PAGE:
Another Labor Day has rolled around. For many of us this is just another three-day weekend, an excuse to have a cookout or make a trip to the department stores to grab some bargains.
Or we may look upon this holiday as the bittersweet end of summer.
But the day was originally set aside to honor people who worked for a living (which is almost all of us). Back when this holiday was a new thing, in the late 1800s, many more people did actual physical labor in their jobs than we see today.
Indeed, the word “labor” implies hard physical effort. We talk about a woman laboring to give birth.
But what about if our work is something we are passionate about. Then we may call it a “labor of love.”
Here are 6 things I’ve learned about labor during my lifetime:
1. Find work that you enjoy, and preferably work that you can feel passionate about.
There are lots of different vocations available today. Don’t settle for one that you can barely tolerate, if you can help it.
2. Accept the bad with the good.
Not all of the tasks involved in that work will be ones you like. I try to deal with the less pleasant tasks first thing, so I can enjoy the rest of my day without them hanging over my head.
3. Take time to experience a sense of accomplishment.
The next time you finish a task, stop and notice what that sense of accomplishment feels like for you.
For me, it’s a light feeling in my chest and I find myself smiling even if no one else is around. I experience this feeling, to varying degrees, every time I accomplish something, no matter how small. Even something mundane like changing the sheets on the bed comes with a small sense of satisfaction.
When the accomplishment is a major one, there may be bubbles of joy in my chest and the urge to jump up and down. I get that more intense feeling when I finish a first draft, and when I hit Publish for a new release.
Once you’ve discovered what “accomplishment” feels like for you, stop to let yourself experience that feeling every time you finish a task. Take the time to savor it; it’s your reward!
4. Realize that passion can burn out eventually.
We have much more permission to change careers today than previous generations did. Don’t hesitate to at least explore other options when what was once pleasant is now burdensome. I’m now working on my 4th career.
5. Don’t make what has come before wrong because it is no longer right.
Things we once felt passionate about can become mundane. Tasks that we once tolerated can become excruciating. But that doesn’t mean that particular passion wasn’t right for us back in the day. Things change; cherish the memories and move on.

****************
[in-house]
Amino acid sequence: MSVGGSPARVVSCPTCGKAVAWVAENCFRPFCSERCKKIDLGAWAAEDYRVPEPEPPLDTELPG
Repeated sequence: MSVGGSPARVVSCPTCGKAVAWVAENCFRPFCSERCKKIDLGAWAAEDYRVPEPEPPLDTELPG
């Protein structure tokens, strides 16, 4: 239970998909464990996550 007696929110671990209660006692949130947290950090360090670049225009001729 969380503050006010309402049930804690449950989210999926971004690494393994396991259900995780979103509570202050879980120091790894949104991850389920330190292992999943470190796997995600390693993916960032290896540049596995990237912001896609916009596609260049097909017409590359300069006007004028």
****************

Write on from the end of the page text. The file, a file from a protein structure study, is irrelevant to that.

My first career was as an administrative assistant in Human Resources (we called it Personnel back then). The tasks I did in that job would bore me to tears today, but I was excited to be part of the business world and to use my interest in psychology to help my employer hire good people.
When I hit the glass ceiling (which was a lot lower in those days), I went back to school and then became a therapist. I loved that work.
For two decades, I loved it, until I didn’t anymore. But that didn’t make what I had accomplished any less meaningful to me or my clients, nor did it change the fact that I had indeed loved that career for a very long time.
And then I loved to teach, until the other aspects of the job (like grading papers) got to be more trouble than it was worth. (I miss the students though.)
And now I’m writing fiction. I’m still passionate about it, but not as much so as I once was. It feels a bit more like “work” these days. Nonetheless, I suspect I’ll be at this until I’m old enough to finally be content with full retirement.
Each of my careers was fulfilling in its own season, and I cherish all the memories.
6. Balance work with play.
There is much truth in the old adage: All work and no play makes one a dull girl/boy. If work is nonstop—no matter how passionate we are about it—we can become dull shadows of our fully alive selves.
I learned this one the hard way. It’s easy for the business of writing, polishing, publishing and marketing books to become all consuming. I let this happen for several years until a vague sense of discontent had grown into a low-grade depression.
Now, twice a week, I make myself take time off from my business and writing tasks and go to the senior center to play cards or mah jongg. I call them my “old lady days” but really they are my mental health days.
Any thoughts about “labor” you all would like to add?
Posted by Kassandra Lamb. Kassandra is a retired psychotherapist turned mystery writer. She is the author of the Kate Huntington psychological mysteries, set in her native Maryland, and a new series, the Marcia Banks and Buddy cozy mysteries, set in Central Florida.
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